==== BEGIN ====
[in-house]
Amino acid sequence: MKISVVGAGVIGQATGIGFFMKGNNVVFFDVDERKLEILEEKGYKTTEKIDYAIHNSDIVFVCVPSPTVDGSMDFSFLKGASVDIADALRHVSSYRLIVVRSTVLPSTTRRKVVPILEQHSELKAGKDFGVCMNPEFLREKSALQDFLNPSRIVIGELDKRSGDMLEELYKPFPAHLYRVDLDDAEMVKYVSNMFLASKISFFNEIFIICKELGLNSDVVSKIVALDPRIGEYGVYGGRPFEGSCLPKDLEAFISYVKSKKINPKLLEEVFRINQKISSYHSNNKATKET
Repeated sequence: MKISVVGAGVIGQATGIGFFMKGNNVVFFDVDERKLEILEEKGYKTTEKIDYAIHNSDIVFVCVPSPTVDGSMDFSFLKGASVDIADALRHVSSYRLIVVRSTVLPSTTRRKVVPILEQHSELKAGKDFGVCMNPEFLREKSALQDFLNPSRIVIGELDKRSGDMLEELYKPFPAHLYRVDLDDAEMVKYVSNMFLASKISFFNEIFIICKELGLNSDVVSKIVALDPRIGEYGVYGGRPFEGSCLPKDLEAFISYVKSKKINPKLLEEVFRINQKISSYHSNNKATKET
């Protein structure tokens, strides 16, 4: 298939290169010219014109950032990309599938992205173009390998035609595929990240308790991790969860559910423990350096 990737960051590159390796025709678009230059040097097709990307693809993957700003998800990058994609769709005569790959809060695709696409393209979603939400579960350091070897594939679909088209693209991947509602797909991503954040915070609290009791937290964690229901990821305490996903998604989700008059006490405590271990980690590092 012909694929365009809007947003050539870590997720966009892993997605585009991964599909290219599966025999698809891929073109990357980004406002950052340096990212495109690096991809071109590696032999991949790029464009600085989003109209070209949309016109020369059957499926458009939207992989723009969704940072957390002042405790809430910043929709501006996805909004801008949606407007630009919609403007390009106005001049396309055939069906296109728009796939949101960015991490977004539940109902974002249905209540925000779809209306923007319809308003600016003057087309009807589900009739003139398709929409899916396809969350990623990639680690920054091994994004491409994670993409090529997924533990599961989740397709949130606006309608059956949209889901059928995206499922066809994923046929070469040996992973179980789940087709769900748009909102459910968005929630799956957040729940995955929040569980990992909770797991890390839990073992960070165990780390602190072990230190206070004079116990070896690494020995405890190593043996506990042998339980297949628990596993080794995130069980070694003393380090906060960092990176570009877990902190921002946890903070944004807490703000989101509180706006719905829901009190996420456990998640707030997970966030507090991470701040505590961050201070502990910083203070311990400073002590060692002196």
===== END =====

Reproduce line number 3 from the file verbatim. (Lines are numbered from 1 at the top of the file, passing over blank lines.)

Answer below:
Repeated sequence: MKISVVGAGVIGQATGIGFFMKGNNVVFFDVDERKLEILEEKGYKTTEKIDYAIHNSDIVFVCVPSPTVDGSMDFSFLKGASVDIADALRHVSSYRLIVVRSTVLPSTTRRKVVPILEQHSELKAGKDFGVCMNPEFLREKSALQDFLNPSRIVIGELDKRSGDMLEELYKPFPAHLYRVDLDDAEMVKYVSNMFLASKISFFNEIFIICKELGLNSDVVSKIVALDPRIGEYGVYGGRPFEGSCLPKDLEAFISYVKSKKINPKLLEEVFRINQKISSYHSNNKATKET